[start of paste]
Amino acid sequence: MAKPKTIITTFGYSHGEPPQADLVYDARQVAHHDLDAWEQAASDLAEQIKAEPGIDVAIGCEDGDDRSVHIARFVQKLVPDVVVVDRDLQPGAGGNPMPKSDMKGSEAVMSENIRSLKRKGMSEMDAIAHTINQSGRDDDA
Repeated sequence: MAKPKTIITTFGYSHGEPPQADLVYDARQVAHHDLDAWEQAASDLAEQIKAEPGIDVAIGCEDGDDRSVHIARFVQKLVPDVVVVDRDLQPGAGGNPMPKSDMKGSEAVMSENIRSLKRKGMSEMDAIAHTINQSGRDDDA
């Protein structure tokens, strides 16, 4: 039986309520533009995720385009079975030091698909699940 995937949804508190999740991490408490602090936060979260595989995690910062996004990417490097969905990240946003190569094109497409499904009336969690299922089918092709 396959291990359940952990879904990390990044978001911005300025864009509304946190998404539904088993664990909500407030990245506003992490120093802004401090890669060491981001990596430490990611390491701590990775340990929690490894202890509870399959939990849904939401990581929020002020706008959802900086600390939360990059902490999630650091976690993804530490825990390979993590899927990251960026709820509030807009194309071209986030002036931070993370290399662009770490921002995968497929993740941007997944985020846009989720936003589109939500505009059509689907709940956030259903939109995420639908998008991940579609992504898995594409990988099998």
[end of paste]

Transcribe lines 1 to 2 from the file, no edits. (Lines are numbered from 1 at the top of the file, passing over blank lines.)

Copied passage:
Amino acid sequence: MAKPKTIITTFGYSHGEPPQADLVYDARQVAHHDLDAWEQAASDLAEQIKAEPGIDVAIGCEDGDDRSVHIARFVQKLVPDVVVVDRDLQPGAGGNPMPKSDMKGSEAVMSENIRSLKRKGMSEMDAIAHTINQSGRDDDA
Repeated sequence: MAKPKTIITTFGYSHGEPPQADLVYDARQVAHHDLDAWEQAASDLAEQIKAEPGIDVAIGCEDGDDRSVHIARFVQKLVPDVVVVDRDLQPGAGGNPMPKSDMKGSEAVMSENIRSLKRKGMSEMDAIAHTINQSGRDDDA